I ACCOMPANIED the Portsmouth Cathedral Cantate Choir (12 girls, three boys, six choral scholars, organist, organ scholar, director of music, two choir matrons, the Precentor, and myself) on a six-day tour of Cyprus last month.
The first stop was Paphos, in the south. The choir gave a concert in Agia Kyriaki church, and returned for a sung eucharist (Darke in E). Next was choral evensong in the cathedral in Nicosia. Our final visit, to Kyrenia, involved crossing the UN buffer-zone into the internationally unrecognised Turkish Republic of Northern Cyprus.
I had not been to Cyprus before, although I well remember the violence that followed independence in 1960. Even before this, the island was riven by the desire of many Greek Cypriots to become part of Greece, and the counter-demand from Turkey for partition. Archbishop Makarios, the charismatic first President, tried to hold things together, but he was deposed by a coup supported by the Greek military junta who invaded the island in July 1974. Within days, this led to military intervention from Turkey as Turkish Cypriots declared their own republic.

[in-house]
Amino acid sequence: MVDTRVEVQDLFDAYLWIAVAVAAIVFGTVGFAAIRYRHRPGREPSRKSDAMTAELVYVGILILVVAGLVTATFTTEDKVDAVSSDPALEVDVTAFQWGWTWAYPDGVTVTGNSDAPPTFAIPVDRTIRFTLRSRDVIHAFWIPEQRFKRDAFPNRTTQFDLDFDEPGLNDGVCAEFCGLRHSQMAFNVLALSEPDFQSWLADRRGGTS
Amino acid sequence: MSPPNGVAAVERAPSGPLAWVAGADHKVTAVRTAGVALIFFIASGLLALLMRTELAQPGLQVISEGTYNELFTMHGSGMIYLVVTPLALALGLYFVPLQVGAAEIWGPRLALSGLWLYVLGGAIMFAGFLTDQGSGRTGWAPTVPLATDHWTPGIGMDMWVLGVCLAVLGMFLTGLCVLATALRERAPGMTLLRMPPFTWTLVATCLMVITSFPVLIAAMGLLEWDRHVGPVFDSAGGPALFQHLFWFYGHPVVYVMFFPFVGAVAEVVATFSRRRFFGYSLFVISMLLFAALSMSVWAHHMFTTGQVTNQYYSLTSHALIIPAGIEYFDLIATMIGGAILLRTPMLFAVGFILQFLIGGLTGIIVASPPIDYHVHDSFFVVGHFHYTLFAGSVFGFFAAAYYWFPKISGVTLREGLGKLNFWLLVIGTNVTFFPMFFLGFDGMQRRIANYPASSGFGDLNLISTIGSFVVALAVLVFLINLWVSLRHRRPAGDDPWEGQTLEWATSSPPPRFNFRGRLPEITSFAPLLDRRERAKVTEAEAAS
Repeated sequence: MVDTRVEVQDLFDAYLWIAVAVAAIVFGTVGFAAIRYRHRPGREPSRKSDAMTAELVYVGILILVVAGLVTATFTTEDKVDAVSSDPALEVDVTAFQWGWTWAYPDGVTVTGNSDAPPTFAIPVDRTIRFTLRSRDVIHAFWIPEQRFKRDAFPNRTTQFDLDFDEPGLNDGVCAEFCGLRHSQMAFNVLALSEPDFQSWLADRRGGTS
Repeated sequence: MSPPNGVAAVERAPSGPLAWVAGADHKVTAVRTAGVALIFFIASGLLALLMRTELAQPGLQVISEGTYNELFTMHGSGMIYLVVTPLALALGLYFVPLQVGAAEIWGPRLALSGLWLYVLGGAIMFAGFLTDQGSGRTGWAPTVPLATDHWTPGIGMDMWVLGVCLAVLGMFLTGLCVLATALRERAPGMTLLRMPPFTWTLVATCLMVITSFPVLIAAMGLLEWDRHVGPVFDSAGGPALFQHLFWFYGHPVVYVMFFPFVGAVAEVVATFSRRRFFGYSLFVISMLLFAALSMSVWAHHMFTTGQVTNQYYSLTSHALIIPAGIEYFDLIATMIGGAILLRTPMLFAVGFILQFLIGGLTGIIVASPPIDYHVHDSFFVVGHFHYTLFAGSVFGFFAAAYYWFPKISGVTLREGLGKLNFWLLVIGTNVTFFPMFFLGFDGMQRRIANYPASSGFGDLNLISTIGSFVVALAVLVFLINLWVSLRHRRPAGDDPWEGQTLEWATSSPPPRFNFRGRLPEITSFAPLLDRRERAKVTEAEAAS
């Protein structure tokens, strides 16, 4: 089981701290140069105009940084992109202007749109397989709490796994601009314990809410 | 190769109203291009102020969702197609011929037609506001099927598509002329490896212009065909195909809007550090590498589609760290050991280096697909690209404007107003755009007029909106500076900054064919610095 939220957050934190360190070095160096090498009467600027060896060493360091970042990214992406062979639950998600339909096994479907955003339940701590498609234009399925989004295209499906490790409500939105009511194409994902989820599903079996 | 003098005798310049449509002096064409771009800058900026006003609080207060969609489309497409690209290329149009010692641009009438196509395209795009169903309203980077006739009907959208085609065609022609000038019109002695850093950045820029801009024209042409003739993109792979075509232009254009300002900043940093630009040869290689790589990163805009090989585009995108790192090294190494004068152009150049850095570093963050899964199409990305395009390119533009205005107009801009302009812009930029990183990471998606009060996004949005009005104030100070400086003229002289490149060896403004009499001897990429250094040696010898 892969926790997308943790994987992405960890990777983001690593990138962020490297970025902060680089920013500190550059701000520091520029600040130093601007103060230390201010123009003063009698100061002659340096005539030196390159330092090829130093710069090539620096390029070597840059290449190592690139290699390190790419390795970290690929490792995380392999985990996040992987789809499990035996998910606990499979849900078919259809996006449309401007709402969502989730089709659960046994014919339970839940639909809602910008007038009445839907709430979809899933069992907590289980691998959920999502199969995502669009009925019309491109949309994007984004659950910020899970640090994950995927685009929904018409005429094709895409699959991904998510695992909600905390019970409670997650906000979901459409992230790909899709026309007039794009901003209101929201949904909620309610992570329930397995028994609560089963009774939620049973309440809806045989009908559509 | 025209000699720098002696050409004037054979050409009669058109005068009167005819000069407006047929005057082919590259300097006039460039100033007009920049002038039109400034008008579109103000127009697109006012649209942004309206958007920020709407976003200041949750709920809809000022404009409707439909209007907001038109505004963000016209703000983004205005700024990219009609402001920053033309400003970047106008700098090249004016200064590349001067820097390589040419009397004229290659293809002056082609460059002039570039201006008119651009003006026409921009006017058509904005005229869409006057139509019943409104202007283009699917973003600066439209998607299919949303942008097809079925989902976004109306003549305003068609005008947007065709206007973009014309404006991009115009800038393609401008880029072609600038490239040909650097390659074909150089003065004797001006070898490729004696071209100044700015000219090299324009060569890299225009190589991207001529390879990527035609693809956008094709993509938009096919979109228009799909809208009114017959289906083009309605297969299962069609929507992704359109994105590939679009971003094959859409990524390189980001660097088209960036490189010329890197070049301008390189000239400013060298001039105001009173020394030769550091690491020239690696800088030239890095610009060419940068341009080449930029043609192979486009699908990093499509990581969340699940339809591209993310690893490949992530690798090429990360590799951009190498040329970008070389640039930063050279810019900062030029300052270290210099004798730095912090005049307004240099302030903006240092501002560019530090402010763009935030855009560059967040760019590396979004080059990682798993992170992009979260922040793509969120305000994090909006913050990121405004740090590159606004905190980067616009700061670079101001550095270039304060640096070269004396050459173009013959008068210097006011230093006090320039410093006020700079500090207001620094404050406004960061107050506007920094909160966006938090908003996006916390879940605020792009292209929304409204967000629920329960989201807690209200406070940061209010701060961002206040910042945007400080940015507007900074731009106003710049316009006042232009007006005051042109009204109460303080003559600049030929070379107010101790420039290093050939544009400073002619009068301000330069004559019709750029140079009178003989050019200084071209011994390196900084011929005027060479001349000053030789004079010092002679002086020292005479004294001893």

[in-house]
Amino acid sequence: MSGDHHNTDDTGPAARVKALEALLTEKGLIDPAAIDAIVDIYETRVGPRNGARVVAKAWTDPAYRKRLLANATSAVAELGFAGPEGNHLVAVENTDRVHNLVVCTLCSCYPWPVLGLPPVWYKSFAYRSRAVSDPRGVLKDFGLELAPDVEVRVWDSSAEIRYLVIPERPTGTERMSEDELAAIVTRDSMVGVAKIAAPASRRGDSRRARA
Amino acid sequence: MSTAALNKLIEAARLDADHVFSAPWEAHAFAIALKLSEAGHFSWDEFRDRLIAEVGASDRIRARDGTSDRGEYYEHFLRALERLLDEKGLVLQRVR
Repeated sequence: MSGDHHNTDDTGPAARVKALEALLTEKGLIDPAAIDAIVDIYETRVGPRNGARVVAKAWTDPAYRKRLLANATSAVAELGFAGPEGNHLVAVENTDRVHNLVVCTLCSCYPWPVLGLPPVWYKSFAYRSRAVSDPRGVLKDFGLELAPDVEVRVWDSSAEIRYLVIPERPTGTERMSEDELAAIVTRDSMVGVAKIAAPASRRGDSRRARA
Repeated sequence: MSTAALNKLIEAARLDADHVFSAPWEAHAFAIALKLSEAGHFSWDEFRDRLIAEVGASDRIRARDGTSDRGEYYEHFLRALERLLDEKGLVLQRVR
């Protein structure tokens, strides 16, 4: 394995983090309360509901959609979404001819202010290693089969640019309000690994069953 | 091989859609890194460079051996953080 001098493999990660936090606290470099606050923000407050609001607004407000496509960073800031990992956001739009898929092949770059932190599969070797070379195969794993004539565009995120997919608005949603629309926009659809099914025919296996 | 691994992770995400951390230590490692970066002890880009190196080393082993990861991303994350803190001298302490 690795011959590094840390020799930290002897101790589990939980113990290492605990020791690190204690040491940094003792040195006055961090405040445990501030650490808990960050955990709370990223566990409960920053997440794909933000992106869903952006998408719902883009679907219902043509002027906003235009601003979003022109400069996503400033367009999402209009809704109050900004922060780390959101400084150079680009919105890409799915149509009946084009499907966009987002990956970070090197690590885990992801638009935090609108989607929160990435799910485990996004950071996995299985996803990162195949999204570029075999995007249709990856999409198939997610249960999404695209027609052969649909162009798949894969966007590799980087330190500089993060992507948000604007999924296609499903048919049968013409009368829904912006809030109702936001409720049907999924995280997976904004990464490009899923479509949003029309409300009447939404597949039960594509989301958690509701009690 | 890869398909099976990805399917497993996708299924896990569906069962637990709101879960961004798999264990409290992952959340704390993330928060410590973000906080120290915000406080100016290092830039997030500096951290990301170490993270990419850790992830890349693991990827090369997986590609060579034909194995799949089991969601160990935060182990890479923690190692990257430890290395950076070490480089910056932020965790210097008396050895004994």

Today, there are Anglicans on both sides of the divide. Most are British. They are in Cyprus because they work there, or because they are married to Cypriots, or because they have chosen a retirement in the sun. Some are part-timers. The regular organist in Kyrenia commutes from Belfast.
The Anglican Church is part of the diocese in Cyprus & the Gulf. On a map, this looks odd: it would make more sense for Cyprus to be in the diocese in Europe. But perhaps there is another kind of solidarity at work. Cyprus finds itself with the most troubled regions of the Middle East, including Syria, Iraq, and the Yemen.
A banner in St Andrew’s showed the disciples of Jesus hauling brightly coloured and many-shaped fish out of Kyrenia harbour. There is minaret on the appliquéd shoreline, and the diverse fruits of the Church’s pastoral mission are illustrated round the border.
It occurred to me that Anglicans here, in spite of (or perhaps because of) their British colonial roots, instinctively understand that the world around them is imperfect. The status quo, although inherently unsatisfactory for just about everyone, has at least put an end to violence for the time being, and the economy is doing pretty well on both sides of the divide.
As the choir launched into Stanford in C, the call to prayer rang out from the minaret of the mosque near by. At first, the urgent wail of the muezzin seemed discordant, but there was a glorious moment, somewhere around “and his mercy is on them that fear him”, when, for the space of a couple of bars, Christian choir and Muslim cantor almost reached harmony.
The Revd Angela Tilby is a Canon Emeritus of Christ Church, Oxford.